The World's Best Resorts

From tropical getaways to ski chalets, cigar aficionado surveys travel experts to find the most stunning vacation spots on earth
| By Larry Olmsted | From Dennis Haysbert, Nov/Dec 2006

You can get your kicks from holing up in a luxurious villa and relaxing on a powdery white sand beach or skiing until your legs give out. Resorts feature something for everyone.

Our list of the world's best resorts offers up a dazzling array of amenities: from private yachts to camping butlers, celebrity yoga instructors to celebrity chefs, whirlpool baths to Roman baths, along with virtually every sporting activity one could think of. Some resorts are mountain hideaways, some desert oases, some deserted islands, but all offer lavish and luxurious lodgings, gourmet cuisine, first-rate spas and staff that go beyond all reasonable expectations.

So, how did we come up with this stellar collection of resorts? As we did in our previous travel survey (December 2005), we went to the people in the know: the world's top travel journalists, travel agents, hoteliers (who could not vote for their own properties), avid first-class business and leisure travelers and assorted industry pundits and experts. Cigar Aficionado puts little stock in the vague and statistically unreliable reader polls that many magazines conduct to save effort and money, with their tiny samples of people whose expertise is completely unknown and not quantifiable. Votes in such polls can come from readers who have never visited a place, or worse, are friends of the hotel owner. Instead, we let people whose full-time job is picking the best hotels and resorts do the job for you.

Many things have remained the same since our inaugural Best Hotel survey, but others have changed. According to our experts, Italy again has the best resorts in Europe, and Four Seasons was again the most often-named hotel brand. And smaller was generally better, with tiny resorts coming out on top in several categories. At the same time, we have seen a race to build grander resorts and spas. While new hotels traditionally have experienced growing pains, this generation seems to be ready for prime time: a number of properties that have opened in the past five years leapt right onto our list and many more right into contention. The boom in new hotels includes some top-notch skiing destinations so, with winter almost upon us, we've increased our coverage of luxury ski properties.

With votes cast for resorts around the world, the United States managed to reign supreme in this category. Both the world's best large and small resort were located on American soil.

Large Resort
Montage, Laguna Beach, California
Named Best Beach Resort in our 2005 hotel poll, Montage has continued to improve. And it bested all comers by a wide margin. Anne Scully, one of the world's top travel agents, has a great track record for picking ultimate honeymoon destinations for NBC's "Today" show's annual contest. Montage was one of her picks because, in addition to the "incredible setting on Laguna Beach, it has the best accommodations, best spa and best restaurant." Her industry peer, Bill Fischer, who has booked trips for everyone from Tom Cruise to Oprah to Barbara Walters, also picked Montage, as did hoteliers Stephen Brandman, chief operating officer and partner in the chic 60 Thompson hotel chain, and Jonathan Tisch, chairman and chief executive officer of Loews Hotels. Self-proclaimed beach junkie Drew Limsky, travel editor of Elegant Bride magazine, says, "It has the most scenic coastal view in America, and if that weren't enough, it's peerless in terms of design and dining—plus it has one of the most luxurious hotel spas in the world."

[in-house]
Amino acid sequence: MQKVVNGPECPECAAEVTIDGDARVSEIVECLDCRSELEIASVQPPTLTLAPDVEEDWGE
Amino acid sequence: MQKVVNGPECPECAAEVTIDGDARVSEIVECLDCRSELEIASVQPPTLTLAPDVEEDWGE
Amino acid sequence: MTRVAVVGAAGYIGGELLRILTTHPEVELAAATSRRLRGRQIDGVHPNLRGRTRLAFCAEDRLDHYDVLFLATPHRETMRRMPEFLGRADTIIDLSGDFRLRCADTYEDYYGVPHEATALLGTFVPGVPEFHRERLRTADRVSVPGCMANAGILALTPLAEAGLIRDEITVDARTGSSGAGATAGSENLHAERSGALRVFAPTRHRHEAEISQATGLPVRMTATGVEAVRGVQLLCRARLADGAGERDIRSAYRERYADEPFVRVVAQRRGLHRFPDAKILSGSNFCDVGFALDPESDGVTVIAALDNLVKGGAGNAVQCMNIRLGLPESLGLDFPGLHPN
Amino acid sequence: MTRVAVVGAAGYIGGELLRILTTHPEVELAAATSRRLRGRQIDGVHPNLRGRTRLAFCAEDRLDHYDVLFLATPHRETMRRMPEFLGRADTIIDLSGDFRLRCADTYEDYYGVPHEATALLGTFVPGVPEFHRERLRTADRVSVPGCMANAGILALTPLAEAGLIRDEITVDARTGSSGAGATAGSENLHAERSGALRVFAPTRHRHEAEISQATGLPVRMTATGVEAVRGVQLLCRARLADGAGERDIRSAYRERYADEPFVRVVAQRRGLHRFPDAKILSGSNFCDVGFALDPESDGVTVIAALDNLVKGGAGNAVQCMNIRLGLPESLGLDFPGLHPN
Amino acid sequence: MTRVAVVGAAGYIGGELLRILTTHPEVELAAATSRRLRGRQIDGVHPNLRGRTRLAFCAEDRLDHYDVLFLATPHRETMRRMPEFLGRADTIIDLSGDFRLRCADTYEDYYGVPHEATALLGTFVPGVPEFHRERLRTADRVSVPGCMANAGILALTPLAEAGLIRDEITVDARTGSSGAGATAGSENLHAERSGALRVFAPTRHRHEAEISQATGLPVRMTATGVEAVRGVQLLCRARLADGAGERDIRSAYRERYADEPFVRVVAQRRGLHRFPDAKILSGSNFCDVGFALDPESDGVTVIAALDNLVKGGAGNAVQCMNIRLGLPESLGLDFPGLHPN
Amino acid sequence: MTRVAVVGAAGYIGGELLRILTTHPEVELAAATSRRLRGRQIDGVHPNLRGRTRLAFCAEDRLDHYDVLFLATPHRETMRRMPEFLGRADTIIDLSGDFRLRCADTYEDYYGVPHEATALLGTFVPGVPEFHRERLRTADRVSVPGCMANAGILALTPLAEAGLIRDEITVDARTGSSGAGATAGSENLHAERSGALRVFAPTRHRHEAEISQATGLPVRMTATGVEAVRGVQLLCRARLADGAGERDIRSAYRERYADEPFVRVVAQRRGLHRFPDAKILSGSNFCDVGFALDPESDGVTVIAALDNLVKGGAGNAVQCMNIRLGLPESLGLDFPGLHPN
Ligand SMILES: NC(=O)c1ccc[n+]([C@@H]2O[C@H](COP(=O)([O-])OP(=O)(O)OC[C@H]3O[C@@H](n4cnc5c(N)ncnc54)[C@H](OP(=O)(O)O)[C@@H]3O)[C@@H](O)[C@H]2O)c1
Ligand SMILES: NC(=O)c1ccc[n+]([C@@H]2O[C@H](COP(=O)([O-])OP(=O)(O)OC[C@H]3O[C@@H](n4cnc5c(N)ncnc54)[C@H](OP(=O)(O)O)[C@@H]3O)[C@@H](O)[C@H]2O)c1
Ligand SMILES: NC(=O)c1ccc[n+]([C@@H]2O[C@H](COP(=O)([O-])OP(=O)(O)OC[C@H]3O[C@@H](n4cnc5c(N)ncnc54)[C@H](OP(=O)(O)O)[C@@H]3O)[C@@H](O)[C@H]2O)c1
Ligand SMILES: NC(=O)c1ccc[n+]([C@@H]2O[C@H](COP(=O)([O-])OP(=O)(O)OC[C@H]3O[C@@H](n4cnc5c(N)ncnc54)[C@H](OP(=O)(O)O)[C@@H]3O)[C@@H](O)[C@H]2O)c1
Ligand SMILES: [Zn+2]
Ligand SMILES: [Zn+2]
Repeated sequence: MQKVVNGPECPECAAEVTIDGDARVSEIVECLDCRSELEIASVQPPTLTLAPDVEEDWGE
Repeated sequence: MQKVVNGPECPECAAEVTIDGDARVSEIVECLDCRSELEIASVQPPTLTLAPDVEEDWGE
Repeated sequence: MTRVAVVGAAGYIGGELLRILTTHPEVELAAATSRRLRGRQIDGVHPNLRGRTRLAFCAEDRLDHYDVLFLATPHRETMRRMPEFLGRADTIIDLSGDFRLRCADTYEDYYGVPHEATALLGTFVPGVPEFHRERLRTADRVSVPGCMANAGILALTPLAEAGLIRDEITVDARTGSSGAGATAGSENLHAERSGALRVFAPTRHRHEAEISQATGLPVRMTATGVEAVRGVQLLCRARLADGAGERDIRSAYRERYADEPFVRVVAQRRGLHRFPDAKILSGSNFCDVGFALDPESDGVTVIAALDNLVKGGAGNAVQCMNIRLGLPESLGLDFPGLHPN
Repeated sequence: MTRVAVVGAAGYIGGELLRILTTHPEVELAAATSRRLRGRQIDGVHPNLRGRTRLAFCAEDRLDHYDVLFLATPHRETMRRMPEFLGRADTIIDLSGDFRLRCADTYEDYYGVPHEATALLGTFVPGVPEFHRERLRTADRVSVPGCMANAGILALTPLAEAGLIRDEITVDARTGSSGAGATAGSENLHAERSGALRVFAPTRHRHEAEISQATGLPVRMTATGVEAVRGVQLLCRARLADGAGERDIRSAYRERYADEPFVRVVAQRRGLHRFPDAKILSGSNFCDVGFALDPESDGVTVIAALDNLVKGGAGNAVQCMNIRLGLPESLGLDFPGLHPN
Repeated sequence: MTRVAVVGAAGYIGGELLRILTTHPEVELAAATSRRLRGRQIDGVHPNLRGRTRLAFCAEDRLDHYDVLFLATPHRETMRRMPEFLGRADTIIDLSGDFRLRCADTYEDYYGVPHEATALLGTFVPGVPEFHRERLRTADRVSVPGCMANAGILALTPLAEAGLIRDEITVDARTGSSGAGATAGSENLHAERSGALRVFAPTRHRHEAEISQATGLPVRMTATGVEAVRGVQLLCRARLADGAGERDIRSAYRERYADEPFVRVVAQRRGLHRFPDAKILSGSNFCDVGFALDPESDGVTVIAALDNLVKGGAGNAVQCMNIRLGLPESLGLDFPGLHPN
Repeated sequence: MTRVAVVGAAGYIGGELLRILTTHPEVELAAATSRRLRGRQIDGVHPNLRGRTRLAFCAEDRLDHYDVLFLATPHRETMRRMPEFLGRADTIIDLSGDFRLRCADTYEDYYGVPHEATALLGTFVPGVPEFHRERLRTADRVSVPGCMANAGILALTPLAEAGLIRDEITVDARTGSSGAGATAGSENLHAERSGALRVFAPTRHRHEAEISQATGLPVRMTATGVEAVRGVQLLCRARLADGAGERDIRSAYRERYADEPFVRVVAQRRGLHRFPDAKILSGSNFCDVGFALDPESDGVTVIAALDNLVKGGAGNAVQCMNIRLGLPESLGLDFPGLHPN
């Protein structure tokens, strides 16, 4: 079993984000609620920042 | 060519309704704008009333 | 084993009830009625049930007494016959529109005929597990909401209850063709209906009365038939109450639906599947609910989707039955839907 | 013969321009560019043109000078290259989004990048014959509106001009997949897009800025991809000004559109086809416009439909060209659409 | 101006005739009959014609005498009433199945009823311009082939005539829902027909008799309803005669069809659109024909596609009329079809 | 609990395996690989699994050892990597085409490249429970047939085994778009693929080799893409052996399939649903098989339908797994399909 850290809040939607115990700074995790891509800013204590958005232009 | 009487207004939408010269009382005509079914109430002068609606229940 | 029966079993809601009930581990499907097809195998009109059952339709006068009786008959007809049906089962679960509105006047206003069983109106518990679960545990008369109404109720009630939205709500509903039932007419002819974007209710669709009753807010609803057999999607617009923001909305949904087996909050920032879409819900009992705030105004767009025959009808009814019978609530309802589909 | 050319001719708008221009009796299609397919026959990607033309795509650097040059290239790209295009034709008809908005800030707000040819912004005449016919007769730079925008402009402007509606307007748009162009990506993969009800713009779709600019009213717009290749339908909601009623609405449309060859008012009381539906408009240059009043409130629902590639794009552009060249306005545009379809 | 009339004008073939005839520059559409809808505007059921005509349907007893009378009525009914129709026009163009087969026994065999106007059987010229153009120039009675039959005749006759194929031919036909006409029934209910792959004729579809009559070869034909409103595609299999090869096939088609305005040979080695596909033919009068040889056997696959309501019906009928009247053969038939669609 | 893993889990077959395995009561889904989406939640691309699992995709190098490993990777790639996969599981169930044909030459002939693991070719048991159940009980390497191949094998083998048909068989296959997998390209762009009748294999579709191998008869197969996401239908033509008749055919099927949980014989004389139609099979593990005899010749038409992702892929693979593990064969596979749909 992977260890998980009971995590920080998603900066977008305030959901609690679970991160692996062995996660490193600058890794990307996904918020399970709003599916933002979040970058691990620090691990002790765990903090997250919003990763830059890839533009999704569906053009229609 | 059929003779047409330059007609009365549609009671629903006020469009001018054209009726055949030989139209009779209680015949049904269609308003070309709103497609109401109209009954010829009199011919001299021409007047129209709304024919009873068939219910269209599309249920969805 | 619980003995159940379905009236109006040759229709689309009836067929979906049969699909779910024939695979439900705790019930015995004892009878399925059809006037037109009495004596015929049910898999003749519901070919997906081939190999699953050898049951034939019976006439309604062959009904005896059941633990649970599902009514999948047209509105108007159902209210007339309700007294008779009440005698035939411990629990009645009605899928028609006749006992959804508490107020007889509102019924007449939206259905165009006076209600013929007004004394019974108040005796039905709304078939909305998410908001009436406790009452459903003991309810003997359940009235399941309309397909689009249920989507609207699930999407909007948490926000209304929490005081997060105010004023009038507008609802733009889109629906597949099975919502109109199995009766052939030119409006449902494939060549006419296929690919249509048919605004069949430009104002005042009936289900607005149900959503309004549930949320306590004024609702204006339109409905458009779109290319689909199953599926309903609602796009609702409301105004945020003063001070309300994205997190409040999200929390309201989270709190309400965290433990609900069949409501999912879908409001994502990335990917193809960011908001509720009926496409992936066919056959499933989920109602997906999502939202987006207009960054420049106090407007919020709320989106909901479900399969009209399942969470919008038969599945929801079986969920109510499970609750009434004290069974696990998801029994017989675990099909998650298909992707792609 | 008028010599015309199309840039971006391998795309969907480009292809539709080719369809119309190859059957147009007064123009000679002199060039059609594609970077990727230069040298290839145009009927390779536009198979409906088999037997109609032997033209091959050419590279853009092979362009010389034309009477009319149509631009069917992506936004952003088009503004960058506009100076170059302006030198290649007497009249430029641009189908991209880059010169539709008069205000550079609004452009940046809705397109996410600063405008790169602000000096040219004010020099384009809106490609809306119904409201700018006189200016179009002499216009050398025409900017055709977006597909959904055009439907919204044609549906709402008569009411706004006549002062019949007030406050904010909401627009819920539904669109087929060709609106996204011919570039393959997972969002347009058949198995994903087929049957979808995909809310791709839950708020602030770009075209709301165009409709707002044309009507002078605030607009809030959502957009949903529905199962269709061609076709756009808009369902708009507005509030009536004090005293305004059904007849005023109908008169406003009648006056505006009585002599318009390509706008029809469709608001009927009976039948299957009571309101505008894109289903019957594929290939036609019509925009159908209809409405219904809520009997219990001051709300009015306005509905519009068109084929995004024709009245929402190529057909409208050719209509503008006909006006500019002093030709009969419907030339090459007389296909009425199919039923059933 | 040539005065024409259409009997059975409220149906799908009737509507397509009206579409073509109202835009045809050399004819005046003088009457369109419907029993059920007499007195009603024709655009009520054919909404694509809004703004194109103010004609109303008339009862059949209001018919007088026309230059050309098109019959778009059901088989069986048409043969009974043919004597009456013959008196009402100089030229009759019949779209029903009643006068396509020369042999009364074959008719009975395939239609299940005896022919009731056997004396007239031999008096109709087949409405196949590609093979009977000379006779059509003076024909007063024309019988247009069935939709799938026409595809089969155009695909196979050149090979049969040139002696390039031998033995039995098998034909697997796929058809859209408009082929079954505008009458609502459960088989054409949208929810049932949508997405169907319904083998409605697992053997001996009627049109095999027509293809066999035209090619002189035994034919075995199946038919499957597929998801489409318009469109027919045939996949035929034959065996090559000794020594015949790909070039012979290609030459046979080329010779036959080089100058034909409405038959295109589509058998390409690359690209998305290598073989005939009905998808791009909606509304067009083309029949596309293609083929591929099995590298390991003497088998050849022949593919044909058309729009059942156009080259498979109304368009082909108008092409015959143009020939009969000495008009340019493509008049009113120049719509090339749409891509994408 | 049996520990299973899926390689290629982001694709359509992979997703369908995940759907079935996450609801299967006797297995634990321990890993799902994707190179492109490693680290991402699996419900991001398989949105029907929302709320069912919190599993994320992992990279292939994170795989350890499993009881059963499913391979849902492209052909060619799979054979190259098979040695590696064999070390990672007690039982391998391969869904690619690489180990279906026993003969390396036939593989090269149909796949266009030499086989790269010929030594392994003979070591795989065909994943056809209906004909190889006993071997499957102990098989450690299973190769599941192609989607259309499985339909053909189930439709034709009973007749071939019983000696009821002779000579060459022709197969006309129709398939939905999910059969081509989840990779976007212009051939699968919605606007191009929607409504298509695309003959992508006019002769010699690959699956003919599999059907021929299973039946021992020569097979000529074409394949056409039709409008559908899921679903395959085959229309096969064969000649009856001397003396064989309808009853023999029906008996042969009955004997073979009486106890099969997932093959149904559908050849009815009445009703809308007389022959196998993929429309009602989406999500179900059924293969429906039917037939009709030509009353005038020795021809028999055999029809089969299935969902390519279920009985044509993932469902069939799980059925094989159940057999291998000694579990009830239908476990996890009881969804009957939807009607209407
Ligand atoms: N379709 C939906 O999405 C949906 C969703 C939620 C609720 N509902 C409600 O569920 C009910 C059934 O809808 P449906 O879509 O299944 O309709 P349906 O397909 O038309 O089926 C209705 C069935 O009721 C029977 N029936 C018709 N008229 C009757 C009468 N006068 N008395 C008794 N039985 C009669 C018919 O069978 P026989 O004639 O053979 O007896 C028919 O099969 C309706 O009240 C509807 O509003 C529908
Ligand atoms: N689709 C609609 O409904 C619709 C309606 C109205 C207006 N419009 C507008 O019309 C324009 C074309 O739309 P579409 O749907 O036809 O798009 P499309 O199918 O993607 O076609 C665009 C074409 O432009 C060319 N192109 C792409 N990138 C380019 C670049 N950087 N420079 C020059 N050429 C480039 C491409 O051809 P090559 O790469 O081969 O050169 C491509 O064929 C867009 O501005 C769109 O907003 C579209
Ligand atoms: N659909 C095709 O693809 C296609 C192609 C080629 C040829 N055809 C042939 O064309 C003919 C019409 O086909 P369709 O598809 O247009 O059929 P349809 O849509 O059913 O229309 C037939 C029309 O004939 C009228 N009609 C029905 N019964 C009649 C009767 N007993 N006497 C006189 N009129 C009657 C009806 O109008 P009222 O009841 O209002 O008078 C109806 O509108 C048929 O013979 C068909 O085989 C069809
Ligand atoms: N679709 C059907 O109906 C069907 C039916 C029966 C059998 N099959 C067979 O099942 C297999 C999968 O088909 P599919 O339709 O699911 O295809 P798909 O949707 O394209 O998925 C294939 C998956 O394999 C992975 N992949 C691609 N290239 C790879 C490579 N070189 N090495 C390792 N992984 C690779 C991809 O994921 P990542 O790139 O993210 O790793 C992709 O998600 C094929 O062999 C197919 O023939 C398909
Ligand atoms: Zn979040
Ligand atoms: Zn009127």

Small resort
Twin Farms, Barnard, Vermont
The former country home of author Sinclair Lewis and his wife, journalist Dorothy Parker, was successfully turned into a fantasy summer camp for well-heeled adults. A repeat winner in the category from our hotel poll, it is the property with the smallest number of rooms (if you can call the 20 huge cottages rooms) to win a coveted five-star rating from Mobil Travel Guide. Guidebook author and New York Times travel contributor Lea Lane calls it "just about perfect in every way, including service, which makes you feel like a pampered houseguest at a billionaire's retreat." Janine Cifelli, vice president of travel marketing agency Sanctuare, says, "It's a place where every creature comfort was quietly and thoughtfully considered. You never get bored of just being there. The attention to detail is just magnificent."

Honorable Mention: California's 30-room Post Ranch Inn, a venerable Big Sur fixture, which Elle Decor editor Vicky Lowry described as "romantic, rugged and where to go to unplug in luxury."

With so many beautiful oceanside resorts to choose from, the panelists managed to narrow them down to one choice by region.

United States
Montage, Laguna Beach, California

It's no surprise that our overall winner for best resort, which placed so high in part because of its stellar sandy setting, took first place among beach resorts as well. Lowry, a spa expert, praised the "dramatic setting" of the "grand property" and was swayed by "some of the best massages I've ever had."

Honorable Mention: Second place in the vote tally went to a true classic, The Breakers in Palm Beach, Florida, which sets itself apart from just about every competitor by routinely reinvesting an average of $15 million per year in the vast property. In a business where a million-dollar facelift warrants a flurry of press releases, the the family that owns the already mighty Breakers has quietly poured in more than $225 million since 1990. The investments include a brand new Rees Jones golf course that is one of Florida's best.